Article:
The catalyst for this post. A month after shutting down SNL with "i," Kendrick pulled another surprise out of his hat for the series finale of Stephen Colbert's long-running talk show. Joined onstage by such esteemed names as Thundercat, Bilal, Terrace Martin and Anna Wise, Kendrick launched into a live performance of an untitled song, one that we had not heard before and will, unfortunately, not be hearing ever again if Terrace Martin is to be believed. The veteran producer told Complex that no master recording of the song exists and that rather than being treated to an advance preview of an eventual album track, we were witnessing "just a moment" that was created specifically for Colbert's show. As he flatly remarked, "It don't even exist nowhere in the world, except on The Colbert Report." Even crazier, the song, including Kendrick's impressive lyrics, were created only the day prior to the show, but in sound and concept, it could have easily been featured on TPAB.

"Alright" (BET Awards Version)

Fast forward a few months, past the top of the new year and the March release of To Pimp A Butterfly. Kendrick performed what is maybe the most popular track from the album, "Alright," while atop a vandalized police car and backed by a giant American flag—echoing the album's themes of police brutality and racial inequality in the U.S. Once again, his performance is less of a live rendition than its own moment; the imagery from the stage, energy from the dancers and the addition of a whole new verse breathing life into the end of the track. Now that we've heard Dr. Dre's Compton, we can confirm that this "new" verse did receive a rightful home, as it formed the beginning of Kendrick's standout contribution to "Deep Water."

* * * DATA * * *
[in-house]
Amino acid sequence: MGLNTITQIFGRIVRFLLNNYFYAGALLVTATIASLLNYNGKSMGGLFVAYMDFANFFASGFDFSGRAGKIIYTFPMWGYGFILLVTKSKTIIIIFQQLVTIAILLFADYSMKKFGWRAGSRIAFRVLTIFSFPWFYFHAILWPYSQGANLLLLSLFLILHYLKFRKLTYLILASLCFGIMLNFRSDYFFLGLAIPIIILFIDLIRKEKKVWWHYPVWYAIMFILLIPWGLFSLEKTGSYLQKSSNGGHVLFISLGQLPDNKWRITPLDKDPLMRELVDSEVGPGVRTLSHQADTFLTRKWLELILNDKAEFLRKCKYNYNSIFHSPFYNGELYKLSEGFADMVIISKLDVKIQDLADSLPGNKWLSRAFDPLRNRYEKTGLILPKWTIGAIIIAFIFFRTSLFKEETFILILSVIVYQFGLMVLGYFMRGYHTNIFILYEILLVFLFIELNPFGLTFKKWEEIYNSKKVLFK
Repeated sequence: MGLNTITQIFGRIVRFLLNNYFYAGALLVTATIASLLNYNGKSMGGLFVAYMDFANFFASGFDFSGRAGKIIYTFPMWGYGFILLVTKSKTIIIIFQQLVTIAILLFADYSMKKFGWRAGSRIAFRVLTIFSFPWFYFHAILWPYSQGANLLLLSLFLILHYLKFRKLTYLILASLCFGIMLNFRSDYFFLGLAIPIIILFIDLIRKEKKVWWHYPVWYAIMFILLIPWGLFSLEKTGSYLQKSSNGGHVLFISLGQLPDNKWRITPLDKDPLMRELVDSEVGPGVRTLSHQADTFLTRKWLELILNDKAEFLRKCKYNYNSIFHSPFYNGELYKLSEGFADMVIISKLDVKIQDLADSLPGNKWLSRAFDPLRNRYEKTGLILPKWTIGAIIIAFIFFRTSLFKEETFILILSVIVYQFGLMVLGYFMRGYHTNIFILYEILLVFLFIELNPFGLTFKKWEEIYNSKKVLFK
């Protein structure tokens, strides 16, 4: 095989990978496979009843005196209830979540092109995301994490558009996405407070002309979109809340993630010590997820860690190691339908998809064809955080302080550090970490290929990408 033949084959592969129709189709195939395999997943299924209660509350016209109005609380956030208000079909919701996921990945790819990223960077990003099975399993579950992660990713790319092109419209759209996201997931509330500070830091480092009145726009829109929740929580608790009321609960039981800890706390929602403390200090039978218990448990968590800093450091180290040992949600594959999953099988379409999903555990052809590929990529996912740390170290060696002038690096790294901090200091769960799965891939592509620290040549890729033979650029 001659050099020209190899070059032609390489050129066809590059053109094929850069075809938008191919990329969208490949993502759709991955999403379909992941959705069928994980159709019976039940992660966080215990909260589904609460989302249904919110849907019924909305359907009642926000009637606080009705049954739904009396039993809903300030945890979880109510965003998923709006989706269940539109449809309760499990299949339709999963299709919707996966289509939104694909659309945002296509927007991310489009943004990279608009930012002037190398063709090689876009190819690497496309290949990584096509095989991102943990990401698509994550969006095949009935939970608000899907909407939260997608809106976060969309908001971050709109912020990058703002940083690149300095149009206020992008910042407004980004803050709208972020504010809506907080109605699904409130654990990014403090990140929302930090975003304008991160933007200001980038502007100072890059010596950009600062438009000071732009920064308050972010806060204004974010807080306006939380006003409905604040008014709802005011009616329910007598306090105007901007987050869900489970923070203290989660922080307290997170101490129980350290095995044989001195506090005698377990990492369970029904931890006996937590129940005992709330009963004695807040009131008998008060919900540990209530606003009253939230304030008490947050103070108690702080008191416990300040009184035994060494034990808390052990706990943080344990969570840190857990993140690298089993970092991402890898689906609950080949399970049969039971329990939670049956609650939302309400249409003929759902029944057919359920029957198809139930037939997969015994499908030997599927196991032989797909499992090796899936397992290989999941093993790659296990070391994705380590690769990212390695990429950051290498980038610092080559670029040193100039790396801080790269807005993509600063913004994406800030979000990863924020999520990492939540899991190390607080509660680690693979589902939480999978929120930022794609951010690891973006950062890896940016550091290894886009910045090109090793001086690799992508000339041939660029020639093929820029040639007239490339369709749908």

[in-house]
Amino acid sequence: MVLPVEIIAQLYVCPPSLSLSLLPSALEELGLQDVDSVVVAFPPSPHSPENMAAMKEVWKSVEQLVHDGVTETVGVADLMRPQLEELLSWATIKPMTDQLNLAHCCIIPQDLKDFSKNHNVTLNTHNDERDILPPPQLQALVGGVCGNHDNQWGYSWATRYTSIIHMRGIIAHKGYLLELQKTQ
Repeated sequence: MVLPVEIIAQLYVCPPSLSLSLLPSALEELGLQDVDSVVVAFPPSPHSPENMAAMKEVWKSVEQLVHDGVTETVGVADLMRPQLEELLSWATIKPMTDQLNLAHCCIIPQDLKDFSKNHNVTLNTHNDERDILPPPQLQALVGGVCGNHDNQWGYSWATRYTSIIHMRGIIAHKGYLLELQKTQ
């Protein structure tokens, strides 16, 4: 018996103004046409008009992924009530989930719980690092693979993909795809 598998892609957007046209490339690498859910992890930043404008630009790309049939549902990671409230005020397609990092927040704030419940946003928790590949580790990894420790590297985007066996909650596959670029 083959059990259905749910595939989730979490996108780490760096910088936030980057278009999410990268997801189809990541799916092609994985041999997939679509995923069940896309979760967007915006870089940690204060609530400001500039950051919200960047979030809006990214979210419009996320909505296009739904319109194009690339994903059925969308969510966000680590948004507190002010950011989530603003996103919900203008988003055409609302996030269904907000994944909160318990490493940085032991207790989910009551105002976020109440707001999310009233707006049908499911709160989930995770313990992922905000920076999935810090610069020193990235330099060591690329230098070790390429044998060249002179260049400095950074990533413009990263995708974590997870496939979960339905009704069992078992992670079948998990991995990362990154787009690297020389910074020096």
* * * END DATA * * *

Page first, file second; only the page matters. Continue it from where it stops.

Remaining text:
"Alright" (Music Video Version / "Front Seat Freestyle")

Just days after unveiling his live performance of "Alright" at the BET Awards, Kendrick released the official music video for the song. Now, the video itself called for a massively detailed breakdown, which we've provided you, but beyond its striking imagery and messaging, it proved once more that Kendrick was creating a moment rather than simply syncing visuals to his finished song. Not only was there a powerful, extended spoken word introduction that pulls from another TPAB track, "Mortal Man," but also an entirely different song placed in between that intro and the normal start to the record that fans have dubbed the "Front Seat Freestyle." As the video's director, Colin Tilley has stated, much like "Untitled," the seemingly new song was created just for the video. Once again, while the snippet holds so much promise, and despite how badly the fans might want a full version, it's unclear if we'll ever see a commercial release for the song.

If Kendrick's artistry doesn't immediately register upon listening to To Pimp A Butterfly, perhaps the realization will sink in when recognizing that he's essentially been releasing an alternate version of the album through live performances and one-off song creations. Kendrick is showing that it's possible to continue to adjust your work outside of that one particular, packaged piece. By reworking songs and giving us different (or entirely new) forms of his material we're constantly experiencing that special feeling of hearing something new each time. These particular moments may never find a home on an album, but without them, the experience of TPAB would be drastically different than it is today.

*It was either J-Kwon or John E. Lewis. One of them.